Around and About Saltash
The situation of Saltash Town on the Southern side of a promontory is excellent for all purposes except the securing of a water supply. The houses rise 1 above another from the banks of the Tamar to high point at Longstone, 261 feet above the level of the sea, and it was difficult to find a water source with sufficient quantity at any near point in the locality high enough for water to be paroled over Longstone by gravitation. A quarter of a century was occupied in fruitless enquiry; therefore, after supplying the pressing needs of the lower portion of the Town by an inexpensive scheme of gravitation from an old mine adit near Pill - which scheme was begun and completed cheering the Mayoralty of Alderman P. E. B. Porter, in 1893 - negotiations were then at once entered upon with Plymouth, which were carried to success, under the Chairmanship of Alderman George Adams, J. P., (a brother of the famous astronomer) to works being completed and the water turned on in October 1897, Saltash thus acquiring a right of water supply from Burrator Reservoir, which exceeds 100 acres in area.
Until recently, visitors were apt to ajudge Saltash according to views caught while passing in trains or steamer. From neither point of view can a estimate be formed. A considerable and respectable portion of the town is away from the ken of the tripper.
Saltash is built upon a hill, and its picturesque environs are of that undulatory nature peculiar to the West of England; gentle slopes and sweating hills alternate with sunny valleys and fertile coombes. Building operations proceed apace, and many new houses have been, and will be, erected, facing the juncture of the Tamar and Tavy. Withal, applications for villas exceeds the supply, hence there is every prospect of an increasingly prosperous future for the "ancient borough". The drainage and water being excellent, people seem anxious to escape from more crowded towns, and enjoy the natural loveliness of Saltash. From the Victoria or Slade Park Gardens, visitors may enjoy an unrivaled view. Should they be disposed to ramble further afield, they will be richly recompensed by extensive outlooks and scenery the most charming.
Proceeding, via Longstone along the Burraton road, they command a prospect to inspire poet or painter. The confluence of Tamar and Tavy; the glimpse of Landulph with its nestling Church; St. Budeaux with its graceful pasture land, lonely Tors of Dartmoor; all these enchain the attention and soothe the fevered spirit. Perhaps the most magnificent outlook is to be obtained at high tides from Wearde, and here lovers of nature hold their breath for very delight. River and harbor, hill and dale, ancestral mansion and lowly cot, swelling fields and somber wold, comprise a perfect panorama of beauty. A sight of Mount Edgcumbe, with its Church crowned slopes and dusky woods, lends dignity and repose to the picture. Between the busy craft of the crowded Hamoaze, and along the stretches of the Lyhner, one could ever watch the shadows go as the sparkling, dancing waves ripple 'neath a sunny sky.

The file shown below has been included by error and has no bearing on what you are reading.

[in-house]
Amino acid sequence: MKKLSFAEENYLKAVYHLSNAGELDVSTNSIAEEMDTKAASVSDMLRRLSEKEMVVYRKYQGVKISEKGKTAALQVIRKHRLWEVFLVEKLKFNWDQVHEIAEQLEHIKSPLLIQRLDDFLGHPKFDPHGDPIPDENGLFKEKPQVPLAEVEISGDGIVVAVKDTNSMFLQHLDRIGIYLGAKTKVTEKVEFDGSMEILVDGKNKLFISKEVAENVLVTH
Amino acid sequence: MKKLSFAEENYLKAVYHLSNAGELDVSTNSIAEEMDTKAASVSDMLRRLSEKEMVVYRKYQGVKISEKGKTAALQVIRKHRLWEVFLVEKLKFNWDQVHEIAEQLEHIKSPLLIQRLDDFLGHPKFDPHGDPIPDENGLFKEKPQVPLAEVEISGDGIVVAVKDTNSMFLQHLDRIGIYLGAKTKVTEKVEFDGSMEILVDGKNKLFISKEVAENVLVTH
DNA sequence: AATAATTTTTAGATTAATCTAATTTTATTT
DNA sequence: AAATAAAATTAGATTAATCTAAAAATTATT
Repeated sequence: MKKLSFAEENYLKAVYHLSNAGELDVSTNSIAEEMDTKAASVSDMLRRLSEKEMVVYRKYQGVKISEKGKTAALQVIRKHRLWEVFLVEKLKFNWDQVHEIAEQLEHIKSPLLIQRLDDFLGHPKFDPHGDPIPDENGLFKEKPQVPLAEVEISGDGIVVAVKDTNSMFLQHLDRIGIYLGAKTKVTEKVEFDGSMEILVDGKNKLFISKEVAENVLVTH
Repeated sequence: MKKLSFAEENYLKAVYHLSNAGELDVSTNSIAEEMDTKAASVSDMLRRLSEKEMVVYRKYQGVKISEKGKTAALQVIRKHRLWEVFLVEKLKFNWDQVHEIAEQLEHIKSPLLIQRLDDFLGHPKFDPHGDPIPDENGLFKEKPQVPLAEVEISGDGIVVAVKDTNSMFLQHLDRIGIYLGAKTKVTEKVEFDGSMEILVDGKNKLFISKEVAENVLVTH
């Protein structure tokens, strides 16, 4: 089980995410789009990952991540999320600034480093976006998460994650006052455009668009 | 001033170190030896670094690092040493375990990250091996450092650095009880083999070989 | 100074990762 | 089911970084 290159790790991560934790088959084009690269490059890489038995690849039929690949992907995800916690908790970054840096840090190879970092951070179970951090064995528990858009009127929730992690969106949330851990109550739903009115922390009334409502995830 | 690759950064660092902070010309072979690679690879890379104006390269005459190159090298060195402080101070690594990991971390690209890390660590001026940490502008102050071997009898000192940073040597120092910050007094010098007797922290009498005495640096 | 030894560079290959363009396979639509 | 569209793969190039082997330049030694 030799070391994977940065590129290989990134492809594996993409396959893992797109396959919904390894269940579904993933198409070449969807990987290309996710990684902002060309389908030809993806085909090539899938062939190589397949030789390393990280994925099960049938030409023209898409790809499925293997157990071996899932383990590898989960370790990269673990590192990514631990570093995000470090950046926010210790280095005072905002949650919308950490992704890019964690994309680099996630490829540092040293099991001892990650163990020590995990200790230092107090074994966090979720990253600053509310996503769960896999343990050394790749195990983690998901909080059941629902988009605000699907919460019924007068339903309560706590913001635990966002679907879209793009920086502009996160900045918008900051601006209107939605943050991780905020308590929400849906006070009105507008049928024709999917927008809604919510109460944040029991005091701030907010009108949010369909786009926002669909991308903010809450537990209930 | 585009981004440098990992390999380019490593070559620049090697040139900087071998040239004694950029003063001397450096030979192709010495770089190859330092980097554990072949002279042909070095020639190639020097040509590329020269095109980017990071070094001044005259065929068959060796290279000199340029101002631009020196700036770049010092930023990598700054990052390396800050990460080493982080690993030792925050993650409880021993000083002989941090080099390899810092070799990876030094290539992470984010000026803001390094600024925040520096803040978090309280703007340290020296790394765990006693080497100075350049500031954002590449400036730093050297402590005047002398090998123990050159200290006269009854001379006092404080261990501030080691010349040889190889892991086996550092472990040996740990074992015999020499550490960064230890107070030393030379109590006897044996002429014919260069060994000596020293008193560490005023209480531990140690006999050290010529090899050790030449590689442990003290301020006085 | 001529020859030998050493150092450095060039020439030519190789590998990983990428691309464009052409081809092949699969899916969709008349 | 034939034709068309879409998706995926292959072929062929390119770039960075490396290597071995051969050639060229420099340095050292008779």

Almost every part of the town affords magnificent views for a radius of many miles, extending on the South over all the Hamoaze, the chief Anchorage of Britain's best bulwarks; ancient training ships and modern ironclads being there seen floating idly on the waters; while over the towers, spires, and chimneys of the Three Towns, Plymouth Sound and Breakwater are visible, with Staddon Heights and the Mewstone on the left, and the picturesque woods and glades of Mount Edgcumbe on the right go to end of lines; the whole display to the eye a lovely combination of art and nature.
Yet there are likewise on the Eastern side, river and moorland views of great expanse, embracing a lake, as fine as any sheet of water of its kind in the Kingdom, which is formed by the Tamar upon its junction with the Tavy near Warleigh. Beyond that we see Maristow and the ancient mansions, Buckland Abbey and Walreddon Manor, backed along the whole Eastern Horizon by the wild vales and Tors of Dartmoor; Cocks Tor, Peu Tor, Sheeps Tor, Great Mis Tor, (1760 feet altitude), and Brentor, capped by its liliputian Church, being chiefly conspicuous. Again, on the North, over the woods of Hatt and Pentillie and the moors of Viverden, stands the granite height Kitt Hill, on Hingston Down, at an altitude of 1067 feet, where Cornish miners have met to discuss their rights, and battles between Danes and Saxons have been fought. From Longstone can also be seen the Churches of Landulph, St Stephens, and Landrake, which has the highest tower but one in the county, and is said to be only three barley corns below Probus tower, the loftiest.
page updated 2016-06-07